Public access to green roofs and roof gardens

Cities are becoming denser and busier and higher and more polluted. This tends to make ground level space less attractive, because it is becoming noisier, windier, more shady and more polluted. But it also makes rooftop space more attractive, because it is quieter, sunnier and less polluted. So there is a good case for providing new public open space in the form of roof gardens and green roofs. Designers of public buildings, like libraries and theatres, should regard a publicly accessible roof garden as the norm. Owners of private and corporate buildings may agree to public access as a ‘sweetener’ to persuade authorities to let them build higher.
As with all landscape architecture projects, very careful thought should be given to the functional, visual and ecological aspects of roof garden design. Each contributes to character. The above video looks at the character of two green roofs with public access on the South Bank in Central London: the Weston Terrace and Bank of America Merrill Lynch Terrace, also known as the National Theatre Roof Garden, and the Queen Elizabeth Hall Roof Garden Café. My view is although both are ‘green space’, the former leans towards being ‘white space’ and the later leans towards being ‘red space’.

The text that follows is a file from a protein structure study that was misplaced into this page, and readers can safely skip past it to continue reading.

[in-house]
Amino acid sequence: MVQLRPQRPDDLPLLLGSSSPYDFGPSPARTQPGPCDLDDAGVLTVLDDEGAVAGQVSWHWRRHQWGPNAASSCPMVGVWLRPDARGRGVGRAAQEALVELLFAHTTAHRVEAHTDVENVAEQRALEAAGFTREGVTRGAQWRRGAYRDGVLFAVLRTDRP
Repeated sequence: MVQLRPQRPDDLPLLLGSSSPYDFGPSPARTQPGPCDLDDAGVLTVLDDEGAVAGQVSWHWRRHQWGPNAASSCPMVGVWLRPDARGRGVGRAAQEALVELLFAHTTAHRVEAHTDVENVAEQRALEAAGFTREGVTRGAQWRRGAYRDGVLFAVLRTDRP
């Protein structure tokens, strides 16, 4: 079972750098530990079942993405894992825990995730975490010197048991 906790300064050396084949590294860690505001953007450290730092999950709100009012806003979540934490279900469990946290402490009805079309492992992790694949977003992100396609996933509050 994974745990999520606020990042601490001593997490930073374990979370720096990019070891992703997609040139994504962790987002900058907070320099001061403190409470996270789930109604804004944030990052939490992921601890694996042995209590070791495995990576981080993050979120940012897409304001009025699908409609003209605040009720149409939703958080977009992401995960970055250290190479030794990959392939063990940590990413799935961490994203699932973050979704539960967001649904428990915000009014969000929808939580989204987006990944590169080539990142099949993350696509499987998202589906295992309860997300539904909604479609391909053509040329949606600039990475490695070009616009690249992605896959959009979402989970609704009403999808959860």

Tom Turner

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  1. […] The Southbank Centre is a charity (constituted as a company limited by guarantee). Members of the Board of Trustees are unpaid but the managers are paid and undertake commercial activities, including managing the public open space and two public roof gardens (on the National Theatre on the Queen Elizabeth Hall) […]

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